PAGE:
National Museum of Bermuda The earlier Bermuda Maritime Museum located at the dockyard in Sandy’s, has been expanded, exhibits and programs enhanced making it the National Museum of Bermuda. It was housed in the 10-acre area of the fort Keep. The Bermuda government decided to transfer the Casemates Barracks, additional buildings and fortifications to the existing Maritime Museum giving it a national stature and covering an expanded area of 15 acres of land. The former Maritime Museum had been instrumental in restoring the Commissioner's House and other historic buildings within the Keep Fort through a painstaking process. With the present expansion to the Bermuda's National Museum, there have been many enhancements to the exhibits, programs, nature of its research and publications.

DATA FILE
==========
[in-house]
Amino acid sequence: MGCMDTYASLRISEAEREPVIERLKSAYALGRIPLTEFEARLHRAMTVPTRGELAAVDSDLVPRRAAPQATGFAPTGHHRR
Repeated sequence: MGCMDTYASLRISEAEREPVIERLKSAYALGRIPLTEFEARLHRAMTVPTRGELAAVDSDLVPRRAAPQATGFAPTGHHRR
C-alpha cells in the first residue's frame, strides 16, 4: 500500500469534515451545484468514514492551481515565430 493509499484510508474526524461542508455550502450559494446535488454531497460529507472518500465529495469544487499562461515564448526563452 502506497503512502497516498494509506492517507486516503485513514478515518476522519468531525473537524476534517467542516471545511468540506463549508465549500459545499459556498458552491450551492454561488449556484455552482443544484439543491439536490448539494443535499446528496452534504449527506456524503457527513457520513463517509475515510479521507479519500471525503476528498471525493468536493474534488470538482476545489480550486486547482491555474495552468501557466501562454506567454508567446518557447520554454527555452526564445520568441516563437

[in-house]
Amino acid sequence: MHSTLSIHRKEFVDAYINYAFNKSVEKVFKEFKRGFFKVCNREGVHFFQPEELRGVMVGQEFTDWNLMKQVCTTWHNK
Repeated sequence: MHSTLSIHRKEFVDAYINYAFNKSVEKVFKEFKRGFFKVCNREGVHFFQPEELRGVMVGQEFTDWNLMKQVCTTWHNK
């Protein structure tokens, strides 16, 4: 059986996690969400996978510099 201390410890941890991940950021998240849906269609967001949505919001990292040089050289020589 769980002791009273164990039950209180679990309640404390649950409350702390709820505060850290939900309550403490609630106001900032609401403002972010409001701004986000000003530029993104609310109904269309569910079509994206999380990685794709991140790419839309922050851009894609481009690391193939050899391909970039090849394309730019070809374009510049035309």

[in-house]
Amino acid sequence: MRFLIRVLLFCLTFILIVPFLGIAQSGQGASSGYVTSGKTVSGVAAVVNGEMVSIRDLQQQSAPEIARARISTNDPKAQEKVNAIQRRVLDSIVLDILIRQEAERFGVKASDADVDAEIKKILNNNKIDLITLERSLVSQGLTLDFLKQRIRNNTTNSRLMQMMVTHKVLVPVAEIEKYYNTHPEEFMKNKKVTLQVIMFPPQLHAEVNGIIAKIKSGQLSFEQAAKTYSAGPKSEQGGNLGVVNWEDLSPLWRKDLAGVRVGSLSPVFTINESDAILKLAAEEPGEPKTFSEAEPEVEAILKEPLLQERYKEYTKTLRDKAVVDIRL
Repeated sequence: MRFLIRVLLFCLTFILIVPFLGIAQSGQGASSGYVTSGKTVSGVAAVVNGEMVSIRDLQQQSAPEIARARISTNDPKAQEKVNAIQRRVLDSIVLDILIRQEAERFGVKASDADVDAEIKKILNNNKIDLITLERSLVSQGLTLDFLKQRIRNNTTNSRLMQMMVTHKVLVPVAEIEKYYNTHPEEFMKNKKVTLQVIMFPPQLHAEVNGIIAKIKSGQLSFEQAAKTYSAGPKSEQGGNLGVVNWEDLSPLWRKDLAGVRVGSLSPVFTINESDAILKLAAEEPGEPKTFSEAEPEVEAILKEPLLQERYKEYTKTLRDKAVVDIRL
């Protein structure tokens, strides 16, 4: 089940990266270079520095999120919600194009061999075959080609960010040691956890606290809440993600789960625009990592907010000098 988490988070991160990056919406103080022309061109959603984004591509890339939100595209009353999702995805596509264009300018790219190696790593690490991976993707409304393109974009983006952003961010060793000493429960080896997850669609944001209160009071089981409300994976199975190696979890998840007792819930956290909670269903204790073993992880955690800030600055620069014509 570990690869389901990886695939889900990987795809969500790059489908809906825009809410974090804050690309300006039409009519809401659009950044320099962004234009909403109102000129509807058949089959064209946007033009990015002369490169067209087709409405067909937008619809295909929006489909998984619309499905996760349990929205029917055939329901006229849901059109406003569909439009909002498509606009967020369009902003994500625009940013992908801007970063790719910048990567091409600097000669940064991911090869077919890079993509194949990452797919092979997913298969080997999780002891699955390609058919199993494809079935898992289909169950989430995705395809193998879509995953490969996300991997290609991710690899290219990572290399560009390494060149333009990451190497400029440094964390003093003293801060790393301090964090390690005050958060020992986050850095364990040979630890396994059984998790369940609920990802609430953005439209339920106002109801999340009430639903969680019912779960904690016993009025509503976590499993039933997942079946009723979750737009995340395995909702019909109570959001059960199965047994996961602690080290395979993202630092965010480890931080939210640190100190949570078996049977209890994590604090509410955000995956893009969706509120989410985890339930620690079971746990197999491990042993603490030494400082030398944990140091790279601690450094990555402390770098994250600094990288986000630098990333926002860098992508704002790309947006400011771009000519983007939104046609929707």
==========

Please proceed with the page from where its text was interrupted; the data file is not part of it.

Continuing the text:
We were the last to arrive so our vehicle didn't get a Garmin (English) and it was equipped with a stock French GPS. The manual Peugeot 208 VTI that we got handled well and was easy to drive. All the paperwork was completed shortly after 9:00 am and we headed onto the expressway for the town of Bayeux to see the famous Tapestry depicting William the conquerors conflict with Harold and his rise to the throne. The audio tour and museum was surprisingly interesting and we spent one and a half hours there. Our next stop was the cathedral of Notre Dame across the street. It was closed for renovations but its magnificence could be appreciated from the exterior. We had time for a quick stroll through town and stopped at a local patisserie for snacks on the drive to Juno Beach. We just wanted a croissant but we also left with a cheese stick, apple tart, and a dark & white chocolate loaf. All of the items were tasty but the chocolate loaf and apple tart were items we have never experienced before. We arrived in the town of Courseulles-sur-Mer and headed for the Juno Beach Centre. We took the self-guided tour and spent an hour in the museum before heading to the beach area. The tour gave us an appreciation of Canada's involvement on the D-Day landing at Juno Beach. There are monuments and war artefacts left throughout the area and while it's sentimental to Canadians, and the older French people, it's become a sail surfing beach for the locals. The Canadian guide working at the centre suggested that we visit the Beny-sur-Mer Cemetery for Canadians. He said the French government allowed the loved ones of the buried soldiers to post a message on the tombstones. We took his advice and drove to an area that really was open for miles without any buildings or distractions. It was quite moving to read some of the 2500 headstones and that the age of most of them were in their early twenties. We paid our respect and headed for the drive to the Pegasus Bridge Memorial. It was a "flyby" stop on our way back to Le Havre. We dropped the car off at 6:30 and headed back to the ship.